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Varina Davis, Jefferson Davis: Ex-President of the Confederate States of America, A Memoir by his Wife, Volume 2, Chapter 26: the gun-boats in the James River-battle of seven Pines. (search)
then rode to the field of battle, which may be briefly described as follows: The Chickahominy flowing in front, is a deep, sluggish, and narrow river, bordered by marshes and covered with tangled wood. The line of battle extended along the Ninemile road, across the York River railroad, and Williamsburg stage-road. The enemy had constructed redoubts, with long lines of rifle-pits covered by abatis, from below Bottom Bridge to within less than two miles of New Bridge, and had constructed bto leave the field. Mr. Davis wrote: On the morning of June ist, I rode out toward the position where General Smith had been left on the previous night, and where I learned from General Lee that he would remain. After turning into the Ninemile road, and before reaching that position, I was hailed by General Whiting, who saw me at a distance, and ran toward the road to stop me. He told me I was riding into the position of the enemy, who had advanced on the withdrawal of our troops, and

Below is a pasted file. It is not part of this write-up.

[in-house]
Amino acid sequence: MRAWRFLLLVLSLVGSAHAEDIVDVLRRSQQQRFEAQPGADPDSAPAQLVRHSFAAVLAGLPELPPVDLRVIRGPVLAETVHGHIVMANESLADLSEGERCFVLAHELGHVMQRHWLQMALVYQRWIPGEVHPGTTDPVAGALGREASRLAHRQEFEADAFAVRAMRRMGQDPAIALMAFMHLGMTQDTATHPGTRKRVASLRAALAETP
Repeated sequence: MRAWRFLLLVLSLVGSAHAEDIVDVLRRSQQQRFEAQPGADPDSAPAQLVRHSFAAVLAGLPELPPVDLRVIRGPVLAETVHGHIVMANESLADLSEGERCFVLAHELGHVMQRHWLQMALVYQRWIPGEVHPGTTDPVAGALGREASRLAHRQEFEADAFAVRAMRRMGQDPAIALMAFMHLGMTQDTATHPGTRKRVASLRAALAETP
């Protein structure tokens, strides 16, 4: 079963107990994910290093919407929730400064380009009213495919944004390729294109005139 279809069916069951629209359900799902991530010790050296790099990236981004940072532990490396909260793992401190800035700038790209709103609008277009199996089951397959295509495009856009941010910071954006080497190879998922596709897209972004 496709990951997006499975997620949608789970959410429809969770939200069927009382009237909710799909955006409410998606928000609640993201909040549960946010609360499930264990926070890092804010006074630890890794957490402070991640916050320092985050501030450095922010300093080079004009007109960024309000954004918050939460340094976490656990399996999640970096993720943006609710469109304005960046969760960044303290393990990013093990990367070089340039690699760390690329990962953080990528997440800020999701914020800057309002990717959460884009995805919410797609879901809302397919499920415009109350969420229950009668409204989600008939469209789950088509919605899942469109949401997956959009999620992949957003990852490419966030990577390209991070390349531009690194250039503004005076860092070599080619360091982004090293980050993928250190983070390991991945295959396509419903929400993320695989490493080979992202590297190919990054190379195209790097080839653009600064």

tion of Keyes's corps, Johnston resolved to assail and crush it before it could be adequately reenforeed. To this end, he directed Maj.-Gen. Longstreet, with his own and Gen. D. H. Hill's division, the latter in advance, to push out by the Williamsburg road and attack our position in front, while Gen. Huger's, on his right, was to move down the Charles City road and come in on our left flank; and Gen. Gustavus W. Smith was to move out on the New Bridge road to Old Tavern, taking thence the Ninemile road to Fair Oaks Station, and so come in on our right. The entire Rebel army defending Richmond — some 40,000 to 50,000 strong — was either engaged in or supporting this movement, with Jefferson Davis, Gen. Lee, and other magnates, observing, directing, animating, and giving counsel. Seven Pines. The attacking columns were to move at day-break ; May 31. but the tremendous rains of the preceding afternoon and night had so flooded the earth as to render the moving of artillery exce